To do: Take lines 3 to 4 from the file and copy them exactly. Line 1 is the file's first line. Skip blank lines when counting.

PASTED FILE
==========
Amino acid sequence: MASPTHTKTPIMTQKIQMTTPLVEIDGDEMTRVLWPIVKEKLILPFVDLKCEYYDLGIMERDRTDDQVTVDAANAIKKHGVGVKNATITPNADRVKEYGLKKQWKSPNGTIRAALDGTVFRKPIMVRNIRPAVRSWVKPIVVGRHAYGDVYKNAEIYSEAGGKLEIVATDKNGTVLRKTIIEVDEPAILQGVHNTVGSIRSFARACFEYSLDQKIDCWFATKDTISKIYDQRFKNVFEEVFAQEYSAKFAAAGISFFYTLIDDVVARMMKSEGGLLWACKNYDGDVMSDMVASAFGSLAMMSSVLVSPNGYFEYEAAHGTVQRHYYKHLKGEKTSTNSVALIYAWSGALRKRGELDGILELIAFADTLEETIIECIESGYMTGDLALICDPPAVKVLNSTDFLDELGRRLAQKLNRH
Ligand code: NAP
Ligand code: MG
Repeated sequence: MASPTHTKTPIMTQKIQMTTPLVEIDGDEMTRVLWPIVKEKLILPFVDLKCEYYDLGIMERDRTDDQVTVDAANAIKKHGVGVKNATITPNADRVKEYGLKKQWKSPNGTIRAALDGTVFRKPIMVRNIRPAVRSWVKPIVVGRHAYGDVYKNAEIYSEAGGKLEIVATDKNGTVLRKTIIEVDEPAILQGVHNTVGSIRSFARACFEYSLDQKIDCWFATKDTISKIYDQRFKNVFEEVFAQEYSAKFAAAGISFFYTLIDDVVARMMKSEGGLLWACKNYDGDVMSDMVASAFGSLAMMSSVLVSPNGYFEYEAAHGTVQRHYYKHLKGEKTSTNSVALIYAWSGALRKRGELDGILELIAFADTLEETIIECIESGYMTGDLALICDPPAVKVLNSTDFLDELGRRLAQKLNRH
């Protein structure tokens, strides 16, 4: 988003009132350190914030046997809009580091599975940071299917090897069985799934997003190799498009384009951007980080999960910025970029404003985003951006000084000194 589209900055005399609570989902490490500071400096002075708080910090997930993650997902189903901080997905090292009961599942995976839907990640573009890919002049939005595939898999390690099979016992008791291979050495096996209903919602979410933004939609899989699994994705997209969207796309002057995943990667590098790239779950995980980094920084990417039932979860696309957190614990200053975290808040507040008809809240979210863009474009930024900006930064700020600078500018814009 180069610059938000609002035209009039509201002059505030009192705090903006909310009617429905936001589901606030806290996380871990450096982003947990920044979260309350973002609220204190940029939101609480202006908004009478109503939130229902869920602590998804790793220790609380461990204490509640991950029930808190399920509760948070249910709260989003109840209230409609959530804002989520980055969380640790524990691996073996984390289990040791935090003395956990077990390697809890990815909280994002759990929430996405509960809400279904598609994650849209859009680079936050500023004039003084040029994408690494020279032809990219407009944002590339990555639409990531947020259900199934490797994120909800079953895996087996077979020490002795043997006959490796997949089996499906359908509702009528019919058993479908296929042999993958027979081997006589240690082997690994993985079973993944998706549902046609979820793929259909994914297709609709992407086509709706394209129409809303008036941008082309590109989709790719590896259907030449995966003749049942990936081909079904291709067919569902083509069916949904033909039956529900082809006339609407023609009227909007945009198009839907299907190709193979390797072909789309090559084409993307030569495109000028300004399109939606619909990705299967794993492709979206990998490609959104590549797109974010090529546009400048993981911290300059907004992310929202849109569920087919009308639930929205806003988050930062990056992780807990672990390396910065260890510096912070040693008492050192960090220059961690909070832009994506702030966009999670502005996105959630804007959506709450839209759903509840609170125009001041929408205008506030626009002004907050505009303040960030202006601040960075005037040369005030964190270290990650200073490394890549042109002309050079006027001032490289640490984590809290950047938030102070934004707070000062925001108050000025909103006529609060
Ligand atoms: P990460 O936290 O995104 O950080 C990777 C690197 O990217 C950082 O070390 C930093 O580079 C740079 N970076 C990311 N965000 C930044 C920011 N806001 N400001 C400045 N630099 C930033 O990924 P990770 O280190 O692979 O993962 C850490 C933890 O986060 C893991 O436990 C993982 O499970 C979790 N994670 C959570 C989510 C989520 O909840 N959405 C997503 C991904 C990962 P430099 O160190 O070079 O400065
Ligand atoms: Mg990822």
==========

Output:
Ligand code: MG
Repeated sequence: MASPTHTKTPIMTQKIQMTTPLVEIDGDEMTRVLWPIVKEKLILPFVDLKCEYYDLGIMERDRTDDQVTVDAANAIKKHGVGVKNATITPNADRVKEYGLKKQWKSPNGTIRAALDGTVFRKPIMVRNIRPAVRSWVKPIVVGRHAYGDVYKNAEIYSEAGGKLEIVATDKNGTVLRKTIIEVDEPAILQGVHNTVGSIRSFARACFEYSLDQKIDCWFATKDTISKIYDQRFKNVFEEVFAQEYSAKFAAAGISFFYTLIDDVVARMMKSEGGLLWACKNYDGDVMSDMVASAFGSLAMMSSVLVSPNGYFEYEAAHGTVQRHYYKHLKGEKTSTNSVALIYAWSGALRKRGELDGILELIAFADTLEETIIECIESGYMTGDLALICDPPAVKVLNSTDFLDELGRRLAQKLNRH